Prince Albert: Patron & Collector – Supporting the Efforts of Artists and Innovators

Prince Albert proved himself to be an involved patron using his own expertise to foster artistic talent, his twin pursuits of Northern and Italian painting inclined the prince to encourage living artists. For example, Albert acquired paintings from contemporaries such as William Dobson, William Dyce, Charles Eastlake and Michael Wittmer1, whose work added to the vocabulary … Continue reading Prince Albert: Patron & Collector – Supporting the Efforts of Artists and Innovators

The Omega Workshops Ltd. – Objects and Interiors

In the introductory article, we went over the principles on which the Omega Workshops Ltd. were founded. I feel that the best way to trace development in the decorative arts is to explore how forming principles were practically applied. To that end, we’re going to use Bloomsbury and Omega styled interiors and objects as a … Continue reading The Omega Workshops Ltd. – Objects and Interiors

The Impressionists – Capturing 19th Century Paris By Day and By Night

The work commissioned by Napoléon III formed the basis of modernity under an extensive series of ‘Second Empire reforms’ during the years 1853-18701. Chief Urban Planner, Baron Hausmann’s planned redevelopment of Paris (quite literally) opened the avenues expected of a modern metropolis: sprawling boulevards, public spaces and monuments invited polite society to engage in leisure … Continue reading The Impressionists – Capturing 19th Century Paris By Day and By Night

Prince Albert: Patron & Collector – Taste, Influence and Personal Preference

In 19th century England the fact remained that Prince Albert of Saxe-Coburg and Gotha, consort to Queen Victoria, was a ‘foreign’ German prince1. Parliament had been cautious, reigning in Prince Albert’s allowance of Royal privileges, one of which included holding back the title ‘Prince Consort’ and another saw the strings to the royal purse being … Continue reading Prince Albert: Patron & Collector – Taste, Influence and Personal Preference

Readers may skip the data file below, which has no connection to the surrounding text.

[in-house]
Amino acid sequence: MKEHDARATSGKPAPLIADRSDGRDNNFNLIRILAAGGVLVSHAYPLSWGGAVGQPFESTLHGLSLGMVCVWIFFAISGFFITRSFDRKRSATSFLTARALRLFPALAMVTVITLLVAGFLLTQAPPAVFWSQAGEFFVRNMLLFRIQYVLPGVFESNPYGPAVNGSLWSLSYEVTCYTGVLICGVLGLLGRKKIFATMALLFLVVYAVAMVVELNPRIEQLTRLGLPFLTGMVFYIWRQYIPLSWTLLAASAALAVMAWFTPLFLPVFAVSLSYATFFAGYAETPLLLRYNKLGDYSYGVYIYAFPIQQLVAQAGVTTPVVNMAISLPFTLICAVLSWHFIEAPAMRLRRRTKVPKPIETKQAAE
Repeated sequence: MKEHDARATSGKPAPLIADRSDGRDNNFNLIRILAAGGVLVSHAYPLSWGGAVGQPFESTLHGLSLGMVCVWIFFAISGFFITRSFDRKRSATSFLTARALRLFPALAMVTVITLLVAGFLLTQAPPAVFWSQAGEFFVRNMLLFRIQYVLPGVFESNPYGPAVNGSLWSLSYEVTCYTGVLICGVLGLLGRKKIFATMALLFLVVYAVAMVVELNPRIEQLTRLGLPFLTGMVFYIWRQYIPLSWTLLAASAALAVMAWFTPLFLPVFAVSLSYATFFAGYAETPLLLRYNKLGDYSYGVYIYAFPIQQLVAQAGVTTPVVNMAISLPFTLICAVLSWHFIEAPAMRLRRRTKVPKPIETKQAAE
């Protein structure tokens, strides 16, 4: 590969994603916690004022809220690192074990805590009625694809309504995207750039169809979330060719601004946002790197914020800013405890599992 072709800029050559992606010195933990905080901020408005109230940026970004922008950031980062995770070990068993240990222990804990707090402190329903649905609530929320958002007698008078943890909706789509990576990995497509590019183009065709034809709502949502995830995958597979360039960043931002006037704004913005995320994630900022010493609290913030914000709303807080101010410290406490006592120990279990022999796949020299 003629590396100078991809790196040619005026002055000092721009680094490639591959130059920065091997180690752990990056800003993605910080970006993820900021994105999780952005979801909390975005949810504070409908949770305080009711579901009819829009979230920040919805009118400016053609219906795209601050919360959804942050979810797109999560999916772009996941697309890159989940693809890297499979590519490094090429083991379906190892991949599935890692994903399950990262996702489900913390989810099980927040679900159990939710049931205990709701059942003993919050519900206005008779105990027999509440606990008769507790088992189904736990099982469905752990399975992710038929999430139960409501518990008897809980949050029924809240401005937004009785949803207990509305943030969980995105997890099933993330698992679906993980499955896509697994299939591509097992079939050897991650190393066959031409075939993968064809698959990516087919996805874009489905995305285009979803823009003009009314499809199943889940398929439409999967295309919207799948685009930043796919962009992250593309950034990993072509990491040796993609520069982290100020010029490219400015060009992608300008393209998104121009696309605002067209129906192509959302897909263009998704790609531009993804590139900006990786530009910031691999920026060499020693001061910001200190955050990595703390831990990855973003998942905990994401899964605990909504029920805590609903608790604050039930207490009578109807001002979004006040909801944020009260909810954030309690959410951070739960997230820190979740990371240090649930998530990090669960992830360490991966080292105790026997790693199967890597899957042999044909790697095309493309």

The Omega Workshops Ltd. – The Big Idea

Perhaps you saw the televised adaption Life in Squares or perhaps you encountered one of its members through the literary and artistic channels of early 20th century Bohemianism: The infamous Bloomsbury Group were a collective of artists, philosophers, writers and intellectuals active at the exciting time of early British Modernism (by which I refer to … Continue reading The Omega Workshops Ltd. – The Big Idea

Musings: The Concept of “Femininity” and the Rococo Style

With the rococo, given the social climate contemporary to that time in history, you cannot help but notice that the scenes and embellishments demonstrate the nuances of taste, decoration and aesthetic influenced and informed by women. It was the Earl of Shaftesbury who, in, 1713 denounced the Rococo style as “a revolting form exalting Sensation … Continue reading Musings: The Concept of “Femininity” and the Rococo Style

Displaying Porcelain in the 17th and 18th Centuries

The porcelain displays of William and Mary were prevalent on a lesser scale (in terms of grandeur, moving on from the baroque palace) in the Dutch interior of the 17th century where Chinese pieces were a desirable luxury and a popular commodity among the affluent [1]. Here, choice examples of an eclectic variety (vases, bowls, … Continue reading Displaying Porcelain in the 17th and 18th Centuries

‘Good’ and ‘Bad’ Women in Medieval Art

Reinforcing the lockdown on women’s sexuality and the expectations surrounding her position is made explicit in their representation in late-medieval art through the frequent juxtaposition of those seen to be as vessels of virtue or vice. Popular divisions were made between good and evil, of life and death and between body and soul: where women … Continue reading ‘Good’ and ‘Bad’ Women in Medieval Art

Decoration in the 18th Century: A Companion to West Wycombe

1740-1800 Fig. 1: Louis Jean Deprez, The Herculaneum Gate at Pompeii, undated, black ink, grey wash and watercolour, National Museum, Stockholm. Outfitting a country house in the 18th century was as much a consideration of its function as with anything else, which, naturally, would reflect the tastes and pursuits of its owner along with their … Continue reading Decoration in the 18th Century: A Companion to West Wycombe